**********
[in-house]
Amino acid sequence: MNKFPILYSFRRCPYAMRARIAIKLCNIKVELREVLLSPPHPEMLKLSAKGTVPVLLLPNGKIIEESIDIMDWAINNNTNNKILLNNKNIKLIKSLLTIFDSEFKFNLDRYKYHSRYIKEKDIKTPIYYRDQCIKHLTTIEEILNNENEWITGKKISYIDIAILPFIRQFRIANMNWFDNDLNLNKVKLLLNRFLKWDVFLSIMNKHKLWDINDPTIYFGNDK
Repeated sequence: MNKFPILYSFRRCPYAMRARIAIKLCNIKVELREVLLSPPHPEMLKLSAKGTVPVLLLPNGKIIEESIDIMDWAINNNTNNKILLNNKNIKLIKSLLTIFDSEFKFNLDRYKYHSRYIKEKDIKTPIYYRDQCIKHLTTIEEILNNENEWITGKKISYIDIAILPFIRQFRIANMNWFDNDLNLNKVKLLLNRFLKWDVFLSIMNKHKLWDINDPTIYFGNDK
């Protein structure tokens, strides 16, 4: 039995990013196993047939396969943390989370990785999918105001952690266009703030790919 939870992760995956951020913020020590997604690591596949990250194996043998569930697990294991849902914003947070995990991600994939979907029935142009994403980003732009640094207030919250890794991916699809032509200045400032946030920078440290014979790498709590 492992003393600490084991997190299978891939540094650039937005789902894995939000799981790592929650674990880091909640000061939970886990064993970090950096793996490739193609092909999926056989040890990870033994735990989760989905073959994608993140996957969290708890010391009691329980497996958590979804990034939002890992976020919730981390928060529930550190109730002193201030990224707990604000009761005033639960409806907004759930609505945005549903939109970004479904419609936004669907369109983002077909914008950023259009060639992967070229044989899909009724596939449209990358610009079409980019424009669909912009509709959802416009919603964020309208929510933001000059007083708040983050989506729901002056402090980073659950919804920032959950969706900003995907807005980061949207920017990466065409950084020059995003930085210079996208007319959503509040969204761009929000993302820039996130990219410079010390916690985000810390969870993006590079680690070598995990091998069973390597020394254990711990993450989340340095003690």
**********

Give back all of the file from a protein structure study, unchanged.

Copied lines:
[in-house]
Amino acid sequence: MNKFPILYSFRRCPYAMRARIAIKLCNIKVELREVLLSPPHPEMLKLSAKGTVPVLLLPNGKIIEESIDIMDWAINNNTNNKILLNNKNIKLIKSLLTIFDSEFKFNLDRYKYHSRYIKEKDIKTPIYYRDQCIKHLTTIEEILNNENEWITGKKISYIDIAILPFIRQFRIANMNWFDNDLNLNKVKLLLNRFLKWDVFLSIMNKHKLWDINDPTIYFGNDK
Repeated sequence: MNKFPILYSFRRCPYAMRARIAIKLCNIKVELREVLLSPPHPEMLKLSAKGTVPVLLLPNGKIIEESIDIMDWAINNNTNNKILLNNKNIKLIKSLLTIFDSEFKFNLDRYKYHSRYIKEKDIKTPIYYRDQCIKHLTTIEEILNNENEWITGKKISYIDIAILPFIRQFRIANMNWFDNDLNLNKVKLLLNRFLKWDVFLSIMNKHKLWDINDPTIYFGNDK
């Protein structure tokens, strides 16, 4: 039995990013196993047939396969943390989370990785999918105001952690266009703030790919 939870992760995956951020913020020590997604690591596949990250194996043998569930697990294991849902914003947070995990991600994939979907029935142009994403980003732009640094207030919250890794991916699809032509200045400032946030920078440290014979790498709590 492992003393600490084991997190299978891939540094650039937005789902894995939000799981790592929650674990880091909640000061939970886990064993970090950096793996490739193609092909999926056989040890990870033994735990989760989905073959994608993140996957969290708890010391009691329980497996958590979804990034939002890992976020919730981390928060529930550190109730002193201030990224707990604000009761005033639960409806907004759930609505945005549903939109970004479904419609936004669907369109983002077909914008950023259009060639992967070229044989899909009724596939449209990358610009079409980019424009669909912009509709959802416009919603964020309208929510933001000059007083708040983050989506729901002056402090980073659950919804920032959950969706900003995907807005980061949207920017990466065409950084020059995003930085210079996208007319959503509040969204761009929000993302820039996130990219410079010390916690985000810390969870993006590079680690070598995990091998069973390597020394254990711990993450989340340095003690």